While I have often noted the tendency for people to grab their cat when they are being photographed, the idea of a posed portrait with one is much more unusual. In this case they had to also convince puss to sit still for the moment – and he or she did as it isn’t blurred at all. It’s odd, but the cat seems to be taking it seriously. In fact, all three are pretty serious. I can’t tell for sure, but I believe he has a cigarette in his left hand, uniform of the day pulling in some places, prescribed bagginess in others.
The man in the overcoat is a bit unusual as well, at least by today’s standards. He has kept this very long coat, hat and his gloves on for the photo. Under it he sports a full suit and tie, scarf. He smokes a cigarette. Unlike the cat he seems to be in a bit of a rush and they are awkward in their pose, not quite touching. The story is forgotten as far as we know, but the photo will be cared for to the best of our abilities at its current resting place here at Pictorama.
Pam’s Pictorama Photo Post: This mystifying little photo was one of the more random purchases at my postcard convention foray a few months back. These gents seem to be enjoying a private joke of sorts with their marked bottles of booze, tea, oil, milk – those on the table and the presumably dead soldiers (which appear to be champagne bottles) on the ground around it. There is nothing written on the reverse of the card and it was never mailed. It is a bit amateurish with the feet on one cut off and his head grazing the top of the frame, but it is very jolly and even sort of ambitious in its own way.
It’s a silly little postcard, but in some regards it illustrates what I love about this period of photography. Photography was novel enough that people would take the trouble to put together a whole scenario and pose for such photos. A statement of themselves and of purpose as such. In this case it is about boozing for these somewhat formally attired gentlemen represent their beverages as tea and milk and then the third bottle – of oil. The idea of getting oiled we’ll assume? Google tells me that the term is originally of British origin, for getting drunk of course, and perhaps derived from the thought behind a well oiled machine. Makes me think a bit of Popeye cartoons for some reason, although admittedly there was not booze in those. Although he had Olive Oyl of course, – a special oil, er Oyl unto herself! There was an Oyl family and Olive had siblings named Castor and Crude; my memory is that, for better or worse, they do not play a significant role in the strip however.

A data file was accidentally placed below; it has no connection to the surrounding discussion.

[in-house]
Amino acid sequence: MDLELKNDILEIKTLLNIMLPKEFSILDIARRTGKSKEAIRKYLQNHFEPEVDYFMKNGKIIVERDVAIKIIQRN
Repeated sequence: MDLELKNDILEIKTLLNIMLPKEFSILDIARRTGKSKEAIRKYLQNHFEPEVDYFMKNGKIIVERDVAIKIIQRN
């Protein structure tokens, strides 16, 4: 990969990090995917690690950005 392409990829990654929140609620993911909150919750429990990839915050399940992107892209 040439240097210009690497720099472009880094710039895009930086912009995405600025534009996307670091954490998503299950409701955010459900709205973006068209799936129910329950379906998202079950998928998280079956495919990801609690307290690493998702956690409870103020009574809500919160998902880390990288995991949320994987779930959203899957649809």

The photo postcard phenomena makes up the lion’s share of my collection. Either journeymen photographers who would take the image and presumably send it to the recipient later – or do a fast developing in a, more often than not, worn bucket of developer resulting in a faded image years later. One like this seems more homemade – both in the intention and execution, and I imagine it was a kit or something like a friend with a camera where the photos were sent off to be developed and printed on the postcard stock. We’ll imagine that a merry time was had by all in the making of this photo – meanwhile, it is hard to imagine people setting themselves up to take such a photo today, despite the ease of photo taking and ever present selfies that abound. Perhaps just one way the world is a tiny bit less fun than it once was.
Pam’s Pictorama Photo Post: I decided that this summer weekend deserved some cooling down with recent Christmas finds. For many years when I worked at the Metropolitan Museum they had Christmas in July, a preview of the holiday line for the gift and bookshop. It would be set up in our boardroom and senior staff would be invited up to have a look. Anyway, the phrase stuck with me and ignited the holiday feeling with the British Felix card I shared yesterday. (It can be found here). Today’s treasure is a card that I saw a variation of quite awhile ago (same set and different photo? I wish I remembered), but it was priced very high. I snagged this one for considerably less.
Although this was a photo postcard it has traces of photo album paper stuck to the back of it. It does not appear to have been mailed. However, written neatly on it is Erma & Fred from Millard. While I think we can assume that Erma is the little girl perched on this grand beast, who is Fred? Is he dressed up as Santa? (Don’t suppose he could be the reindeer?) If you look carefully Santa is atop a box to make him sufficiently tall for the composition of this photo – and perhaps also to make him a little bit more grand?